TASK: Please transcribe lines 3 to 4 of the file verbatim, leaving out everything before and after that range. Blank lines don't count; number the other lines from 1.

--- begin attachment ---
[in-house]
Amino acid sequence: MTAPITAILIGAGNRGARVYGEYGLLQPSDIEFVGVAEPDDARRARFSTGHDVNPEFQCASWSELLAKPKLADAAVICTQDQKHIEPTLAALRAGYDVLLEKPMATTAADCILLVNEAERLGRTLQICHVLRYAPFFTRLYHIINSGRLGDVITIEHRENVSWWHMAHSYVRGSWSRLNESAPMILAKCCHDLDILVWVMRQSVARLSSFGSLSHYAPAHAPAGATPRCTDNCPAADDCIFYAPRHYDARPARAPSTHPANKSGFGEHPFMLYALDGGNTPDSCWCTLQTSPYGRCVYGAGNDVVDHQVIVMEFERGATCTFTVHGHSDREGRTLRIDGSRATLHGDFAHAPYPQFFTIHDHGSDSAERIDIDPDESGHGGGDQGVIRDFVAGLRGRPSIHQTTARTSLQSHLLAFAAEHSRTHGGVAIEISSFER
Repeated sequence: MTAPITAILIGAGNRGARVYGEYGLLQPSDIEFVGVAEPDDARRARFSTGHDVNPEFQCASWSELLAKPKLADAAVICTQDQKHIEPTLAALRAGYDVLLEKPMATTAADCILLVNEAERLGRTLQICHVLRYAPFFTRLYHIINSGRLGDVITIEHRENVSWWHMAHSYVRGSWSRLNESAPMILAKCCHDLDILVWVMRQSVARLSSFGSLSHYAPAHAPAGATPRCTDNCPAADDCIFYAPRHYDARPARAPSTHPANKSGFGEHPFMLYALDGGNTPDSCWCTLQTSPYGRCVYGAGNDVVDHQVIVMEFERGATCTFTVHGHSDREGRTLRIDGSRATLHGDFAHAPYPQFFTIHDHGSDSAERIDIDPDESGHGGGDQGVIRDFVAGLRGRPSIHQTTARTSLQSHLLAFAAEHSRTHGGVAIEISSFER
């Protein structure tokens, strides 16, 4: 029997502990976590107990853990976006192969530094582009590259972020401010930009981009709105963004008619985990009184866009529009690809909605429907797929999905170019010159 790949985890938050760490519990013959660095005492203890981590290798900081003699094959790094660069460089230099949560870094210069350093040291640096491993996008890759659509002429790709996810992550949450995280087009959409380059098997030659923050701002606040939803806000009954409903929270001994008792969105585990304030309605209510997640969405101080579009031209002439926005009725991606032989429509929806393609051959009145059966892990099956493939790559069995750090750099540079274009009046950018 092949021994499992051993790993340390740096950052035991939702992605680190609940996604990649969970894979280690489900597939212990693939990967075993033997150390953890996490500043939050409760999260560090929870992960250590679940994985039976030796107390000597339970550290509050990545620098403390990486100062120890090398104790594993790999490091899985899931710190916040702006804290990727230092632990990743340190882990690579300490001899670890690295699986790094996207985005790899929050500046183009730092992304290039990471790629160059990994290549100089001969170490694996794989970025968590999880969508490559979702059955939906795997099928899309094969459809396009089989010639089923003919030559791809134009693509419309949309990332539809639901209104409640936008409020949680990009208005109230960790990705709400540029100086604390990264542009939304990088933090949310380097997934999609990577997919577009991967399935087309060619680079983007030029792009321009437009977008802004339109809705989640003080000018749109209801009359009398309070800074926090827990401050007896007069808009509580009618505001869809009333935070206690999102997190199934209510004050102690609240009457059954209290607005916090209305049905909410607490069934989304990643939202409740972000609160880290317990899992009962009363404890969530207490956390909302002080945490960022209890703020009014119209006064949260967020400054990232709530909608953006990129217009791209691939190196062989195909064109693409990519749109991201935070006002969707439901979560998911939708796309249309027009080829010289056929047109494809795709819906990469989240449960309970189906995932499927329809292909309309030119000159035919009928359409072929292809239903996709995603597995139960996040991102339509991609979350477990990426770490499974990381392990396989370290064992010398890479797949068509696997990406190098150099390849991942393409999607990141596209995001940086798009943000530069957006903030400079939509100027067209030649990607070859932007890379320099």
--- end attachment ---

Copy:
Repeated sequence: MTAPITAILIGAGNRGARVYGEYGLLQPSDIEFVGVAEPDDARRARFSTGHDVNPEFQCASWSELLAKPKLADAAVICTQDQKHIEPTLAALRAGYDVLLEKPMATTAADCILLVNEAERLGRTLQICHVLRYAPFFTRLYHIINSGRLGDVITIEHRENVSWWHMAHSYVRGSWSRLNESAPMILAKCCHDLDILVWVMRQSVARLSSFGSLSHYAPAHAPAGATPRCTDNCPAADDCIFYAPRHYDARPARAPSTHPANKSGFGEHPFMLYALDGGNTPDSCWCTLQTSPYGRCVYGAGNDVVDHQVIVMEFERGATCTFTVHGHSDREGRTLRIDGSRATLHGDFAHAPYPQFFTIHDHGSDSAERIDIDPDESGHGGGDQGVIRDFVAGLRGRPSIHQTTARTSLQSHLLAFAAEHSRTHGGVAIEISSFER
């Protein structure tokens, strides 16, 4: 029997502990976590107990853990976006192969530094582009590259972020401010930009981009709105963004008619985990009184866009529009690809909605429907797929999905170019010159 790949985890938050760490519990013959660095005492203890981590290798900081003699094959790094660069460089230099949560870094210069350093040291640096491993996008890759659509002429790709996810992550949450995280087009959409380059098997030659923050701002606040939803806000009954409903929270001994008792969105585990304030309605209510997640969405101080579009031209002439926005009725991606032989429509929806393609051959009145059966892990099956493939790559069995750090750099540079274009009046950018 092949021994499992051993790993340390740096950052035991939702992605680190609940996604990649969970894979280690489900597939212990693939990967075993033997150390953890996490500043939050409760999260560090929870992960250590679940994985039976030796107390000597339970550290509050990545620098403390990486100062120890090398104790594993790999490091899985899931710190916040702006804290990727230092632990990743340190882990690579300490001899670890690295699986790094996207985005790899929050500046183009730092992304290039990471790629160059990994290549100089001969170490694996794989970025968590999880969508490559979702059955939906795997099928899309094969459809396009089989010639089923003919030559791809134009693509419309949309990332539809639901209104409640936008409020949680990009208005109230960790990705709400540029100086604390990264542009939304990088933090949310380097997934999609990577997919577009991967399935087309060619680079983007030029792009321009437009977008802004339109809705989640003080000018749109209801009359009398309070800074926090827990401050007896007069808009509580009618505001869809009333935070206690999102997190199934209510004050102690609240009457059954209290607005916090209305049905909410607490069934989304990643939202409740972000609160880290317990899992009962009363404890969530207490956390909302002080945490960022209890703020009014119209006064949260967020400054990232709530909608953006990129217009791209691939190196062989195909064109693409990519749109991201935070006002969707439901979560998911939708796309249309027009080829010289056929047109494809795709819906990469989240449960309970189906995932499927329809292909309309030119000159035919009928359409072929292809239903996709995603597995139960996040991102339509991609979350477990990426770490499974990381392990396989370290064992010398890479797949068509696997990406190098150099390849991942393409999607990141596209995001940086798009943000530069957006903030400079939509100027067209030649990607070859932007890379320099």